Onboard version 2.0
You have to tip your hat to the sage that created the onboard ride photograph. There was finally a relatively inventory-free way to monetize park attractions. Sure, the "I Survived" t-shirts were great in their day. However, now there was a new way to create incremental revenue from the ride experience.
A simple snapshot taken at a pivotal point in the thrill ride was the ideal impulse purchase and it didn't take long for operators to maximize the medium's potential. Photos got bigger with ride-specific bordered graphics. Keychains and wallet sizes emerged to make the product pocket portable.
Great. Now it's time to take the format into the 21st century.
The Internet has often been an afterthought to amusement park operators. Sites are strictly informational and rarely updated. Only a handful of park websites solicit e-mail addresses and even fewer recognize the power of maintaining a dynamic, cost-efficient virtual mailing list. It's baffling to see a park spend money on radio, print and television advertising without earmarking a larger chunk of that promotional budget to creating a site experience that is sticky and viral. That is where the onboard photos should come into play.
The merits of the digital delivery of onboard snapshots are obvious. It is inventory free as the actual printing costs, if applicable, are borne by the recipient. Server storage and bandwidth costs get perpetually cheaper so it's certainly not taxing financially as a proposition. It is also convenient for the park guest that would normally not purchase the onboard photo because it would be a hassle to carry it around the park or pick it up at the end of the day.
However, the real beauty of digitally delivered onboard snaps is that it retains contact with the patron long after the turnstile clicks the wrong way. Because the guest must return to the park's website to retrieve the picture -- or at the very least provide an email address to receive the photograph -- the park has the chance to reach the customer again. While that connection can be used to promote upcoming events or send off a satisfaction survey that's simply scratching the surface.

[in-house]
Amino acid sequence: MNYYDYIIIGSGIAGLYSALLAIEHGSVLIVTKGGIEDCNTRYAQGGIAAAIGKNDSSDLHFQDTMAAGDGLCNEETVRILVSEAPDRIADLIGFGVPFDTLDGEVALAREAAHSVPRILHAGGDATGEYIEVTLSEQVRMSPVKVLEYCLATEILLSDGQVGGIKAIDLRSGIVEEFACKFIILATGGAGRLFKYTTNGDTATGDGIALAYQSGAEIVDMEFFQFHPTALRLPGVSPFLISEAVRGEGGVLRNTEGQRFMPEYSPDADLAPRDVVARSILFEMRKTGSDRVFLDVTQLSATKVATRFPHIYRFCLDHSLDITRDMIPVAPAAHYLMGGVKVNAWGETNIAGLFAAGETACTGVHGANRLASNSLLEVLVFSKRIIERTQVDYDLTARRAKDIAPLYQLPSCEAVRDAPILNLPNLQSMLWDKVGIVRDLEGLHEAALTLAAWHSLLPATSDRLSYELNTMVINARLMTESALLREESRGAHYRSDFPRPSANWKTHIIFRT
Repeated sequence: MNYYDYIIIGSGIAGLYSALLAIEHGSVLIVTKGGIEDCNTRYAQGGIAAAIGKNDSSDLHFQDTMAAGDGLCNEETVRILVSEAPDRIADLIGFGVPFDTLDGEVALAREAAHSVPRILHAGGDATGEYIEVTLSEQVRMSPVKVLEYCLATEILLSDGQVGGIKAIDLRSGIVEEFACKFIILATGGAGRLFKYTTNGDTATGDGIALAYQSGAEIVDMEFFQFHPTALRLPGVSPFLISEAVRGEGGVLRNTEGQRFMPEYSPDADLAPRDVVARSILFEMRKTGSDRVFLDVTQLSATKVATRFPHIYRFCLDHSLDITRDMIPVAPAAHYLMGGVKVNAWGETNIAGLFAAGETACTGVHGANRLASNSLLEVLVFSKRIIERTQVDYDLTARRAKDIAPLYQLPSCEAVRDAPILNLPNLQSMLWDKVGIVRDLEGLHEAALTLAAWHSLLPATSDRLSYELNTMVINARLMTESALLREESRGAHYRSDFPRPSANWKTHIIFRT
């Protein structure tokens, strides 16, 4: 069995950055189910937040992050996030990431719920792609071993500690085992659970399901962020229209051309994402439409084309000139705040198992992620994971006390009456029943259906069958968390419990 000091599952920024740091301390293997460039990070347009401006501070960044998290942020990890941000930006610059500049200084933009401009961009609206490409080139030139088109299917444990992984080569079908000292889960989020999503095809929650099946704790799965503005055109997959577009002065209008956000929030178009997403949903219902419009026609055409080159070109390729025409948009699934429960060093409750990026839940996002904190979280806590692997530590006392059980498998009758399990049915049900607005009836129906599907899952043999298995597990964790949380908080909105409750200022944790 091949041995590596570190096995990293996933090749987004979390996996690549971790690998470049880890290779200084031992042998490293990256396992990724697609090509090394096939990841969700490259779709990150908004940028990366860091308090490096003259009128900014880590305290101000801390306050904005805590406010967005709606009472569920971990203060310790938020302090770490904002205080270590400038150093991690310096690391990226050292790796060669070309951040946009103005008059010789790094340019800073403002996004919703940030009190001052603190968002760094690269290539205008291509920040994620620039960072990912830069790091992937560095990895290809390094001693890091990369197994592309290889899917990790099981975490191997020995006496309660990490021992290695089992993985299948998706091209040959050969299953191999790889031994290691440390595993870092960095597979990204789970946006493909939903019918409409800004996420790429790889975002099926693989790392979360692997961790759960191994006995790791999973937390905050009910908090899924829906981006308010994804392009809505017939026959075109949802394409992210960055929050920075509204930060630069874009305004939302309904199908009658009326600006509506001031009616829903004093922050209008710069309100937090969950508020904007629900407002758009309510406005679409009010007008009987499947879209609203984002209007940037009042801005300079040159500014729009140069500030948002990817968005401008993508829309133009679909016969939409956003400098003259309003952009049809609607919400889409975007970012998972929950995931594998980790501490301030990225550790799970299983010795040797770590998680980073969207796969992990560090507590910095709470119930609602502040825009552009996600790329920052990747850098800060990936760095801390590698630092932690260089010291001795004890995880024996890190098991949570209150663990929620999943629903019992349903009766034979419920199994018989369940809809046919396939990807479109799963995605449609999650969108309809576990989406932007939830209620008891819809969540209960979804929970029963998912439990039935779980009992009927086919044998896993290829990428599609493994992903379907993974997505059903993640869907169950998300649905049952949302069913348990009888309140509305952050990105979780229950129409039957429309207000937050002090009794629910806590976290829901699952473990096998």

There is a viral blessing to the online medium that can be exploited fantastically with onboard photographs. In other words, setting up an online photo gallery in which riders can retrieve their images in attraction riding glory with unique claim numbers is nice, but having the ability for them to mail that photo to a friend with a single click is even better. That widens the park's mailing list reach. That also sets the standard. The friend will be motivated go to the park and make sure to also purchase the digital snapshot.
Again, that's just the beginning of the addictive nature of digital photography. A sleepy park website can become a local traffic magnet by rolling out something as simple as a photo voting script. The popularity of HotOrNot.com can be applied to onboard ride photography as a park cashes in on not only the spike in hits to its site (as a chance to get website visitors to register in order to vote, fattening its promotional mailing list) but also the incentive for folks to rush out to the park and get on the rides and their likenesses on the voting block.
Creating an online community is a dicey proposition. It can endear the park's loyalists or it can be a liability if critiques are allowed to fester unchecked. Having a vibrant online photo gallery of onboard photographs can transcend into that kind of communal flypaper if a site were to open up chatrooms and message board forums but do so only if you are willing to accept the responsibilities of being sticky. That means friendly yet visible moderation. That means being alert to optimize the experience because it will reflect directly on the park itself. Done right it can mean a growing stream of regulars and season pass sales. Done wrong you always have the benefit of taking a step back.
There is more -- much more -- but the park industry needs to get this far first. It will, but who will the real pioneers be?
- Rick Munarriz
Rick has been known to strike a pose or two at the site of the onboard photo flash -- but always in family friendly fashion.
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